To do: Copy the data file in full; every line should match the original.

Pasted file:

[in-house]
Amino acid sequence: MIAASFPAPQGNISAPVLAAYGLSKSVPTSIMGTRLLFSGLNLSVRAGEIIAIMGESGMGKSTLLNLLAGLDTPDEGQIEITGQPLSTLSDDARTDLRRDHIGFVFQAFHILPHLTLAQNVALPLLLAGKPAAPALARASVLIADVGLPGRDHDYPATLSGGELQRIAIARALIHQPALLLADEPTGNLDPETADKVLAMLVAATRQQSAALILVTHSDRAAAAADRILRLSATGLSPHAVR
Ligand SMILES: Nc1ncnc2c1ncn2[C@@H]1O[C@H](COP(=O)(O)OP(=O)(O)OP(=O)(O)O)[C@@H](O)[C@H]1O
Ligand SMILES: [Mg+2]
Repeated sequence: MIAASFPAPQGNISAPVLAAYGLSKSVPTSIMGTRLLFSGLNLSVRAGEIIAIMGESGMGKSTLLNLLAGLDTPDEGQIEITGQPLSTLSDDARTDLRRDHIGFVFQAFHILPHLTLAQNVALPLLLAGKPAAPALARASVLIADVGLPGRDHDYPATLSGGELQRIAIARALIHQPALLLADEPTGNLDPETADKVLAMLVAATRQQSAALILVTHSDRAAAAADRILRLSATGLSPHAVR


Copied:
[in-house]
Amino acid sequence: MIAASFPAPQGNISAPVLAAYGLSKSVPTSIMGTRLLFSGLNLSVRAGEIIAIMGESGMGKSTLLNLLAGLDTPDEGQIEITGQPLSTLSDDARTDLRRDHIGFVFQAFHILPHLTLAQNVALPLLLAGKPAAPALARASVLIADVGLPGRDHDYPATLSGGELQRIAIARALIHQPALLLADEPTGNLDPETADKVLAMLVAATRQQSAALILVTHSDRAAAAADRILRLSATGLSPHAVR
Ligand SMILES: Nc1ncnc2c1ncn2[C@@H]1O[C@H](COP(=O)(O)OP(=O)(O)OP(=O)(O)O)[C@@H](O)[C@H]1O
Ligand SMILES: [Mg+2]
Repeated sequence: MIAASFPAPQGNISAPVLAAYGLSKSVPTSIMGTRLLFSGLNLSVRAGEIIAIMGESGMGKSTLLNLLAGLDTPDEGQIEITGQPLSTLSDDARTDLRRDHIGFVFQAFHILPHLTLAQNVALPLLLAGKPAAPALARASVLIADVGLPGRDHDYPATLSGGELQRIAIARALIHQPALLLADEPTGNLDPETADKVLAMLVAATRQQSAALILVTHSDRAAAAADRILRLSATGLSPHAVR